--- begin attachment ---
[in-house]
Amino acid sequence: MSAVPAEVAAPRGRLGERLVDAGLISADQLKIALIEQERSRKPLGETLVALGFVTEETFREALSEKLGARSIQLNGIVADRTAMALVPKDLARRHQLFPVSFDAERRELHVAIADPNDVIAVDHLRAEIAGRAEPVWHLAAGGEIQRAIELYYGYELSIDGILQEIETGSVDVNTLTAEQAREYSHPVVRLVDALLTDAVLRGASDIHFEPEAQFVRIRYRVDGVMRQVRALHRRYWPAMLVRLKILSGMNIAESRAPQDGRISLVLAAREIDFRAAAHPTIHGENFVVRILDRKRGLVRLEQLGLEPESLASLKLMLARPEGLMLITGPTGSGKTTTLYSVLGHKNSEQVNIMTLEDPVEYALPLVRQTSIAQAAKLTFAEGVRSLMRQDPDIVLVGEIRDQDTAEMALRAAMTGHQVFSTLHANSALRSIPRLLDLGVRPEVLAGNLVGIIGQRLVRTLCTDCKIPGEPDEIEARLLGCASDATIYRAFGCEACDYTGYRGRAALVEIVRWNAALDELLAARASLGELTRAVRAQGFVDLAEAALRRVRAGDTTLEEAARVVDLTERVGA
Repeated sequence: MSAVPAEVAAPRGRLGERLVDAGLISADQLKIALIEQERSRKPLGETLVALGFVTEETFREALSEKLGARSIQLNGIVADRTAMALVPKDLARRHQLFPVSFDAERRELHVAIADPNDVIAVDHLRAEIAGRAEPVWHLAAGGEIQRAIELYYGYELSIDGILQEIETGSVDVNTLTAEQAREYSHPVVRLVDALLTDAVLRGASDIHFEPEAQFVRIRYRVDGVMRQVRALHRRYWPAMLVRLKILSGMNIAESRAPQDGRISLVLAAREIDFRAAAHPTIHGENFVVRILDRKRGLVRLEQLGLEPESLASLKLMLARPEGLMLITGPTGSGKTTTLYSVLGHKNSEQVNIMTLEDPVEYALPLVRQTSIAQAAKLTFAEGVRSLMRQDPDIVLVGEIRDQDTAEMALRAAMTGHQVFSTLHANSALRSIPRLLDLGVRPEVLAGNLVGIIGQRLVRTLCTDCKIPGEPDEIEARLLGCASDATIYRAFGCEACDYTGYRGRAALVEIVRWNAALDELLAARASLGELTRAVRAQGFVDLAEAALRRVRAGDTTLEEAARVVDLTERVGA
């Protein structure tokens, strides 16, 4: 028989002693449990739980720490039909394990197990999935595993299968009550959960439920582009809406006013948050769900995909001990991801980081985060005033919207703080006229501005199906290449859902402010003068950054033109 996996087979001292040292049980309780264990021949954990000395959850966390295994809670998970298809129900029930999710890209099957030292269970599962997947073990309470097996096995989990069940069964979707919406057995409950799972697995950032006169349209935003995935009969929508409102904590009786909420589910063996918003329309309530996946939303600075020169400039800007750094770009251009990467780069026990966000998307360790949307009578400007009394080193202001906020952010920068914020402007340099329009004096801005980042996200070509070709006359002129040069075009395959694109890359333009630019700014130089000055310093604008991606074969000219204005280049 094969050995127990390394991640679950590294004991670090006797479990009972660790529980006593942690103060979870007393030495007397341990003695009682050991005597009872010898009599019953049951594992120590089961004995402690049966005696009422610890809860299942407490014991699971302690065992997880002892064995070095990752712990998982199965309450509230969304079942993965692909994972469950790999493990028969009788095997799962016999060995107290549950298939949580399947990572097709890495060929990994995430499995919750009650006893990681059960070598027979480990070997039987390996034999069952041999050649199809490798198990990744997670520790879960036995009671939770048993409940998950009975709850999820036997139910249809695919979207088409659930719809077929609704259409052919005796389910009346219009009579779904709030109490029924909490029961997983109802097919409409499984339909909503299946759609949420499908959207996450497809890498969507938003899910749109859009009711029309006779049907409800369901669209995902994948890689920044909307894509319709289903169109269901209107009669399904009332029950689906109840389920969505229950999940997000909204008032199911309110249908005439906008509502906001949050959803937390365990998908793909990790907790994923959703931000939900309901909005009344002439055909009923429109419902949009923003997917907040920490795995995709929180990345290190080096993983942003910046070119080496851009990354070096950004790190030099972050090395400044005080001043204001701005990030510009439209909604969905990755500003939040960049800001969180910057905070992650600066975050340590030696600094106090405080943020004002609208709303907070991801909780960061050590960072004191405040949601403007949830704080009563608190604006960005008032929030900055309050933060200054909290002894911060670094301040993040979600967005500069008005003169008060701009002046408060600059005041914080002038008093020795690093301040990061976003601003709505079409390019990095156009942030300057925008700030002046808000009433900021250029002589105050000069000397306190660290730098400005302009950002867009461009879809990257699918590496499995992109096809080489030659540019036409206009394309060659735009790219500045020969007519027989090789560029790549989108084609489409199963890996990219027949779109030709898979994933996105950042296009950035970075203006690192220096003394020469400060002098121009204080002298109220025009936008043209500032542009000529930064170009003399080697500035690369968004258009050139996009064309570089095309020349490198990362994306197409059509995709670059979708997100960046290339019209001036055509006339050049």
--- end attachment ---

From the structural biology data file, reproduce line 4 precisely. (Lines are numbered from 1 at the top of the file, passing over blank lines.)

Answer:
């Protein structure tokens, strides 16, 4: 028989002693449990739980720490039909394990197990999935595993299968009550959960439920582009809406006013948050769900995909001990991801980081985060005033919207703080006229501005199906290449859902402010003068950054033109 996996087979001292040292049980309780264990021949954990000395959850966390295994809670998970298809129900029930999710890209099957030292269970599962997947073990309470097996096995989990069940069964979707919406057995409950799972697995950032006169349209935003995935009969929508409102904590009786909420589910063996918003329309309530996946939303600075020169400039800007750094770009251009990467780069026990966000998307360790949307009578400007009394080193202001906020952010920068914020402007340099329009004096801005980042996200070509070709006359002129040069075009395959694109890359333009630019700014130089000055310093604008991606074969000219204005280049 094969050995127990390394991640679950590294004991670090006797479990009972660790529980006593942690103060979870007393030495007397341990003695009682050991005597009872010898009599019953049951594992120590089961004995402690049966005696009422610890809860299942407490014991699971302690065992997880002892064995070095990752712990998982199965309450509230969304079942993965692909994972469950790999493990028969009788095997799962016999060995107290549950298939949580399947990572097709890495060929990994995430499995919750009650006893990681059960070598027979480990070997039987390996034999069952041999050649199809490798198990990744997670520790879960036995009671939770048993409940998950009975709850999820036997139910249809695919979207088409659930719809077929609704259409052919005796389910009346219009009579779904709030109490029924909490029961997983109802097919409409499984339909909503299946759609949420499908959207996450497809890498969507938003899910749109859009009711029309006779049907409800369901669209995902994948890689920044909307894509319709289903169109269901209107009669399904009332029950689906109840389920969505229950999940997000909204008032199911309110249908005439906008509502906001949050959803937390365990998908793909990790907790994923959703931000939900309901909005009344002439055909009923429109419902949009923003997917907040920490795995995709929180990345290190080096993983942003910046070119080496851009990354070096950004790190030099972050090395400044005080001043204001701005990030510009439209909604969905990755500003939040960049800001969180910057905070992650600066975050340590030696600094106090405080943020004002609208709303907070991801909780960061050590960072004191405040949601403007949830704080009563608190604006960005008032929030900055309050933060200054909290002894911060670094301040993040979600967005500069008005003169008060701009002046408060600059005041914080002038008093020795690093301040990061976003601003709505079409390019990095156009942030300057925008700030002046808000009433900021250029002589105050000069000397306190660290730098400005302009950002867009461009879809990257699918590496499995992109096809080489030659540019036409206009394309060659735009790219500045020969007519027989090789560029790549989108084609489409199963890996990219027949779109030709898979994933996105950042296009950035970075203006690192220096003394020469400060002098121009204080002298109220025009936008043209500032542009000529930064170009003399080697500035690369968004258009050139996009064309570089095309020349490198990362994306197409059509995709670059979708997100960046290339019209001036055509006339050049």